“To build their eyes, the clever little creatures [dinoflagellates] have stacked lots of mitochondria together to form a cornea-like surface across a lens structure with a membrane network derived from multiple plastids packed together to make up the retina” (p. 78).
Purportedly, opportunity or need (or both) somehow produce evolutionary change:
“But in most cases, there is no intrinsic reason why a particular molecular solution to life’s challenges emerges apart from the fact that it’s so useful to the organism that, once generated, it’s much the best strategy to hang on to it” (p. 138).
“If an adipose fin is the need of the hour, then an adipose fin is what you are likely to get (in evolutionary terms at least)” (p. 90).
This reifies evolution, as if it could weigh up an organism’s needs and strategize. Regarding the adipose fin, one is reminded of Vij Sodera’s aphorism: “What you want you won’t get.”3 Undeterred, Alexander’s faith in evolutionary convergence to work veritable miracles conquers all. “Deep homology” has become trendy, i.e. superficially similar growth patterns and developmental processes (e.g. the pentadactyl limb and hox genes) reflect ancient (deeply rooted) genetic regulatory systems. All are “the fruit of millions of years of selective advantage” (p. 98) rather than design. But convergence is just an ad hoc attempt to explain away biological similarities that don’t fit with evolution.
Concerning rapid biological changes observable today (e.g. spines on sticklebacks), Alexander believes these demonstrate that fitness can be increased or decreased at will: “Without such clever ‘evolvability’ living things wouldn’t exist—including us” (p. 124). But if evolution really is that powerful, why bother invoking Purpose at all?
Purpose overarching chance?
In chapter 4, Alexander celebrates Richard Dawkins’ desire to “destroy th[e] eagerly believed myth that Darwinism is a theory of ‘chance’” (p. 141) and explains why, in his view, the ‘random’ nature of mutations is often misunderstood. He distinguishes “epistemological chance” (that which, though exceedingly complex, is law-like, e.g. coin tossing) from “ontological (pure) chance” (where prediction is impossible, e.g. radioactive decay) and “metaphysical chance” (that which is entirely outside the remit of science). He says epistemological and ontological chance introduce variation into genomes. Nevertheless, he emphasizes that, “in both cases the winnowing effects of natural selection are what have the upper hand in bringing about certain constrained outcomes” (p. 172). Furthermore, “the winnowing necessity of natural selection generally plays the trump card in the end” (p. 173; emphasis added). Thus, for Alexander, Darwinian evolution is not really about chance at all.
Of course, the myriad sources of genomic variation are not truly random: point mutations (SNPs), transposons, gene duplication, structural mutations (those involving larger chromosomal segments than indels), and gene flow (e.g. horizontal gene transfer, retroviral insertions). Mutational hotspots further support this, and many epigenetic alterations are increasingly being implicated in the whole affair. The author rightly acknowledges this but ignores the obvious solution, anathema to any evolutionist, that genomes were designed to vary.4,5 It is easy to claim that “mutations are caused by molecular mechanisms” (p. 166) but mechanism requires design. Similarly, if “Mutation rates have to be ‘set’ just right in different parts of genome to facilitate evolvability” (p. 167), what/who does the setting? Design again, surely? Well no, Alexander says, it’s natural selection.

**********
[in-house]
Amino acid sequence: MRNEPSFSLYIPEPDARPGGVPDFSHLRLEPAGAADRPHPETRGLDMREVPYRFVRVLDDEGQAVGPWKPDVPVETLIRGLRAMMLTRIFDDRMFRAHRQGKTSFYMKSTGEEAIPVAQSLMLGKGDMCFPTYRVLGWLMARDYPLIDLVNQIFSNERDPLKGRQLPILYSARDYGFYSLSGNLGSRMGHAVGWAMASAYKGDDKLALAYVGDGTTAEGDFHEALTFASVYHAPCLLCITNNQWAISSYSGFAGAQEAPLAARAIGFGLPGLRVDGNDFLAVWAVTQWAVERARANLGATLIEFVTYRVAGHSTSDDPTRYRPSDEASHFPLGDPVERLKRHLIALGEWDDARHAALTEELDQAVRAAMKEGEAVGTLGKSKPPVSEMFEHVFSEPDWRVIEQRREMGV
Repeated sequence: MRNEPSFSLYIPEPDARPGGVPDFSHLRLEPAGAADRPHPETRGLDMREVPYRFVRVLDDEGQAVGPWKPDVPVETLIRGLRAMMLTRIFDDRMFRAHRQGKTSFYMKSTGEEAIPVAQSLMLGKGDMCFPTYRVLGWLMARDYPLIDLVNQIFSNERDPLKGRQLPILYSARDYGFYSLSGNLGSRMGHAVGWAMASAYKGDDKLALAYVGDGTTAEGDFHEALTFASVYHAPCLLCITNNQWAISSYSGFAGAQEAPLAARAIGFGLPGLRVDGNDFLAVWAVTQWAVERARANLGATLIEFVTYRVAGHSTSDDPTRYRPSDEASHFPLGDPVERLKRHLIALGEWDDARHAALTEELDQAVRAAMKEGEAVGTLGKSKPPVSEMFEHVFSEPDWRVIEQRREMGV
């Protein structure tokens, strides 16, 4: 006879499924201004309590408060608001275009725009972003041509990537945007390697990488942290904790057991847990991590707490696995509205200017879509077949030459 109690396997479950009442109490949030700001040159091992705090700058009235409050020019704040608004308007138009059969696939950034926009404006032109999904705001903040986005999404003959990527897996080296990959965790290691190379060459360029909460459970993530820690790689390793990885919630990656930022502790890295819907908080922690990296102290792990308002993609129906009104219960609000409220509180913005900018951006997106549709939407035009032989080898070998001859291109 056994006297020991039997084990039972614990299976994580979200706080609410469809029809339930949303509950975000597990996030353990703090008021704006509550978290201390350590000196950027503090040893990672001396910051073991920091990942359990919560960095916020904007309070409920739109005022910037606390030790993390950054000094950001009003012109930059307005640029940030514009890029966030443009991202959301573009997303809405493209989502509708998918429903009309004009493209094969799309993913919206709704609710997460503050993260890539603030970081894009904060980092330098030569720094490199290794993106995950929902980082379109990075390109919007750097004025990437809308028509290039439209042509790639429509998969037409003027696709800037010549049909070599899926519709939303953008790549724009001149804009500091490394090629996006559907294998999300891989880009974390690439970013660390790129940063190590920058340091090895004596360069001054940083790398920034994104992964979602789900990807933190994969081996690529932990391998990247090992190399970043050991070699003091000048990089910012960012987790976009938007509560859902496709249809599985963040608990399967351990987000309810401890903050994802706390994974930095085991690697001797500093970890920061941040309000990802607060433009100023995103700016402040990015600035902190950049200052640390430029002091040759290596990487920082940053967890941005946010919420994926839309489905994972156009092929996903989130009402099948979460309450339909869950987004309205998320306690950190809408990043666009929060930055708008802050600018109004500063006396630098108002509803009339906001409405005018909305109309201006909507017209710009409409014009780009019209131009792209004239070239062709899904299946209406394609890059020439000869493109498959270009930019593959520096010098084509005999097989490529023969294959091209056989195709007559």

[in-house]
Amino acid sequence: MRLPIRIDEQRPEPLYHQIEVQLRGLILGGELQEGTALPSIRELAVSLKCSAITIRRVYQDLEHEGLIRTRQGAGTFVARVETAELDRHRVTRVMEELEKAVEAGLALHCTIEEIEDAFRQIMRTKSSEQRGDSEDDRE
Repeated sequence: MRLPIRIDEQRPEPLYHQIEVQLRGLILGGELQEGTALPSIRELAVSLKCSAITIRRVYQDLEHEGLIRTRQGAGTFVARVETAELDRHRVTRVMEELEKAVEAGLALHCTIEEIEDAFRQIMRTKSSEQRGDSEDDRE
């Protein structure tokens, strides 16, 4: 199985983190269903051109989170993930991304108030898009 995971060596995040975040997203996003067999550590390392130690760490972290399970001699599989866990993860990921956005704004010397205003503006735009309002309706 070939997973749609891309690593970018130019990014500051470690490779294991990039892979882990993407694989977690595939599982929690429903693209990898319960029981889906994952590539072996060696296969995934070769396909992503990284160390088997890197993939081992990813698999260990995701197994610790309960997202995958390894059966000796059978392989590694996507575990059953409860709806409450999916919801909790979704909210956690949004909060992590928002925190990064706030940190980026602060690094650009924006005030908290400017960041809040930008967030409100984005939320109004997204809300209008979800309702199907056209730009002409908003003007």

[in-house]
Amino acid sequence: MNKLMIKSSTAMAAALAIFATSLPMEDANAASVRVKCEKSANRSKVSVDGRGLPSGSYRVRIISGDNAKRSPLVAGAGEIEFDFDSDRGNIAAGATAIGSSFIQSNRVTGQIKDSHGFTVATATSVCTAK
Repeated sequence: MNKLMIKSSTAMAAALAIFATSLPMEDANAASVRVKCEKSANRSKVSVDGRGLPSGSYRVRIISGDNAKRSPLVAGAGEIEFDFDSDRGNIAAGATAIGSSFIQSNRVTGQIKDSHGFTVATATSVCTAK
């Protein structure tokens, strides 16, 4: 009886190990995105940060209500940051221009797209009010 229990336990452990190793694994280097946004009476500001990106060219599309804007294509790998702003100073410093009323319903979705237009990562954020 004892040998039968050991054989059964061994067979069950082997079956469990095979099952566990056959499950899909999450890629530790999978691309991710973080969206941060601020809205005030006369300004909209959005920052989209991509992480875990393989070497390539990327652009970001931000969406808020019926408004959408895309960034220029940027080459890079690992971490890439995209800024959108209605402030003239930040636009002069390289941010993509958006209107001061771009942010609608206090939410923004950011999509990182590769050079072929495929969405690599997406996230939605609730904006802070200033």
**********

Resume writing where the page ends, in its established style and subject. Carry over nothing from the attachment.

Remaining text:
So where is Purpose in all this? The two sorts of chance he discusses only rise to the level of purpose with a small ‘p’. One simply cannot derive Purpose from biology, he insists (p. 177); all one can say is that evolution is compatible with some sort of overall Purpose. This hardly justifies the conclusion that the atheist claim of the Purposelessness of evolution is ultimately unreasonable, as Alexander contends. As J.P. Moreland rightly states, “God is allowed somehow or other to be involved in the process as long as there is no way to detect his involvement. Design in biology must be unknowable and undetectable!” But, if so, “What, exactly, did God do, and how could we know the answer to this question? If he was ‘involved,’ no one could know it, so God begins to take on some of the characteristics of the tooth fairy.”6
Christianizing evolutionary biology?
In his fifth chapter, Alexander presents his vision of “the Christian matrix within which biology flourishes”. It is, however, a case of eisegesis on steroids. As in his previous works, Alexander fondly uses his ‘baptism’ metaphor for shamelessly force-fitting evolution into the Bible. Though he thinks creation doesn’t reveal Purpose (big ‘P’), he is keen on “baptizing evolution … into a much broader overall Purpose, that provided by Christian faith” (p. 181). He tries to justify himself by claiming that “baptizing evolution into Christian theology is nothing new” (p. 183), later referencing the willingness of Darwin’s churchmen contemporaries, “to baptize the theory of natural selection into the Christian doctrine of creation” (p. 205). However, ‘survival of the fittest’ (a synonym of natural selection) is antithetical to the Gospel—Jesus, the most fit of all (the sinless One), died for the unfit (sinners; Romans 3:23) in order that they would survive eternally.
True theology (rooted in Holy Scripture), whether creation or redemption theology, is the casualty of Alexander’s eisegesis. But Alexander mainly wants to show that biological evolution fits with his “theological matrix” (p. 206)—what I call his ‘evo-theo matrix’. Having decided that it is consistent with his conception of a purposeful God, he describes three overarching Purposes: 1) biological diversity’s great value; 2) the emergence of volitional beings (ourselves); and 3) that this planet is not the ultimate end in view, rather the “new heavens and new earth” (Isaiah 65:7).